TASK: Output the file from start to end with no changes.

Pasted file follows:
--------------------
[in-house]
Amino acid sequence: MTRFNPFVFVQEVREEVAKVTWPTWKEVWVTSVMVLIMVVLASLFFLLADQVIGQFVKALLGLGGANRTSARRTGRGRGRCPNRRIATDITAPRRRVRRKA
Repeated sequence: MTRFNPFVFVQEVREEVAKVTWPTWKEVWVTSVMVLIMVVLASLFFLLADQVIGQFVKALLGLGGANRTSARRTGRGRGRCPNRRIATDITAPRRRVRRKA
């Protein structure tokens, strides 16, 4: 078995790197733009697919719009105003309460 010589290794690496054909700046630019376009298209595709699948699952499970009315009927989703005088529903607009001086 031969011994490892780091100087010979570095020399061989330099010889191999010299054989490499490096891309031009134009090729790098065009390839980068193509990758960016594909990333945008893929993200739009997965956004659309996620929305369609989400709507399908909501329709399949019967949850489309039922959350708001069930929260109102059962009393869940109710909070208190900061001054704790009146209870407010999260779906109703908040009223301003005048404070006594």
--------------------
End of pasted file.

[in-house]
Amino acid sequence: MTRFNPFVFVQEVREEVAKVTWPTWKEVWVTSVMVLIMVVLASLFFLLADQVIGQFVKALLGLGGANRTSARRTGRGRGRCPNRRIATDITAPRRRVRRKA
Repeated sequence: MTRFNPFVFVQEVREEVAKVTWPTWKEVWVTSVMVLIMVVLASLFFLLADQVIGQFVKALLGLGGANRTSARRTGRGRGRCPNRRIATDITAPRRRVRRKA
């Protein structure tokens, strides 16, 4: 078995790197733009697919719009105003309460 010589290794690496054909700046630019376009298209595709699948699952499970009315009927989703005088529903607009001086 031969011994490892780091100087010979570095020399061989330099010889191999010299054989490499490096891309031009134009090729790098065009390839980068193509990758960016594909990333945008893929993200739009997965956004659309996620929305369609989400709507399908909501329709399949019967949850489309039922959350708001069930929260109102059962009393869940109710909070208190900061001054704790009146209870407010999260779906109703908040009223301003005048404070006594």